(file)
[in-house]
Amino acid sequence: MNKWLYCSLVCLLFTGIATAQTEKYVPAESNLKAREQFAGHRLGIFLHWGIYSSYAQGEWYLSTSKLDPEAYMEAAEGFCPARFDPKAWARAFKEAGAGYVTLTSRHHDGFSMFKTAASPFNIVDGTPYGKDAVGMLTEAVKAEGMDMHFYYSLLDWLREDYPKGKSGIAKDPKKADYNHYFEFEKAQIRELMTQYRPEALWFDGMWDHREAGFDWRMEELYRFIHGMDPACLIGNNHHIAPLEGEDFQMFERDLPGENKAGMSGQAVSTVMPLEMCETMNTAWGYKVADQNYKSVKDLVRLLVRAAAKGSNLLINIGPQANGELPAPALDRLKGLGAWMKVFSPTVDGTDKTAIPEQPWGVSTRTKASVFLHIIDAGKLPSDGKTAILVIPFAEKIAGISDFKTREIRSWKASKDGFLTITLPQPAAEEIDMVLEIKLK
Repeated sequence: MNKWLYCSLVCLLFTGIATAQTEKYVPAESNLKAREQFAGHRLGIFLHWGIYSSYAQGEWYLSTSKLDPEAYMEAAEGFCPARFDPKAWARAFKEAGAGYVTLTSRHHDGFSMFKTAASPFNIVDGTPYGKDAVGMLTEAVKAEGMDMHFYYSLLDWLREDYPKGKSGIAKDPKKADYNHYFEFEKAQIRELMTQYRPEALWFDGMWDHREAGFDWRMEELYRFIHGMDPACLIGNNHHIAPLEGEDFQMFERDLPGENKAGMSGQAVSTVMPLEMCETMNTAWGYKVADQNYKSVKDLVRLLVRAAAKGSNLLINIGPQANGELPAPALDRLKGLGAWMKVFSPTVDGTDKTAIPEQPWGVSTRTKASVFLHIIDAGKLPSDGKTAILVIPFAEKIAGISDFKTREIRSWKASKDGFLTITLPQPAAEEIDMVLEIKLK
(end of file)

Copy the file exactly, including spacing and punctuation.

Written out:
[in-house]
Amino acid sequence: MNKWLYCSLVCLLFTGIATAQTEKYVPAESNLKAREQFAGHRLGIFLHWGIYSSYAQGEWYLSTSKLDPEAYMEAAEGFCPARFDPKAWARAFKEAGAGYVTLTSRHHDGFSMFKTAASPFNIVDGTPYGKDAVGMLTEAVKAEGMDMHFYYSLLDWLREDYPKGKSGIAKDPKKADYNHYFEFEKAQIRELMTQYRPEALWFDGMWDHREAGFDWRMEELYRFIHGMDPACLIGNNHHIAPLEGEDFQMFERDLPGENKAGMSGQAVSTVMPLEMCETMNTAWGYKVADQNYKSVKDLVRLLVRAAAKGSNLLINIGPQANGELPAPALDRLKGLGAWMKVFSPTVDGTDKTAIPEQPWGVSTRTKASVFLHIIDAGKLPSDGKTAILVIPFAEKIAGISDFKTREIRSWKASKDGFLTITLPQPAAEEIDMVLEIKLK
Repeated sequence: MNKWLYCSLVCLLFTGIATAQTEKYVPAESNLKAREQFAGHRLGIFLHWGIYSSYAQGEWYLSTSKLDPEAYMEAAEGFCPARFDPKAWARAFKEAGAGYVTLTSRHHDGFSMFKTAASPFNIVDGTPYGKDAVGMLTEAVKAEGMDMHFYYSLLDWLREDYPKGKSGIAKDPKKADYNHYFEFEKAQIRELMTQYRPEALWFDGMWDHREAGFDWRMEELYRFIHGMDPACLIGNNHHIAPLEGEDFQMFERDLPGENKAGMSGQAVSTVMPLEMCETMNTAWGYKVADQNYKSVKDLVRLLVRAAAKGSNLLINIGPQANGELPAPALDRLKGLGAWMKVFSPTVDGTDKTAIPEQPWGVSTRTKASVFLHIIDAGKLPSDGKTAILVIPFAEKIAGISDFKTREIRSWKASKDGFLTITLPQPAAEEIDMVLEIKLK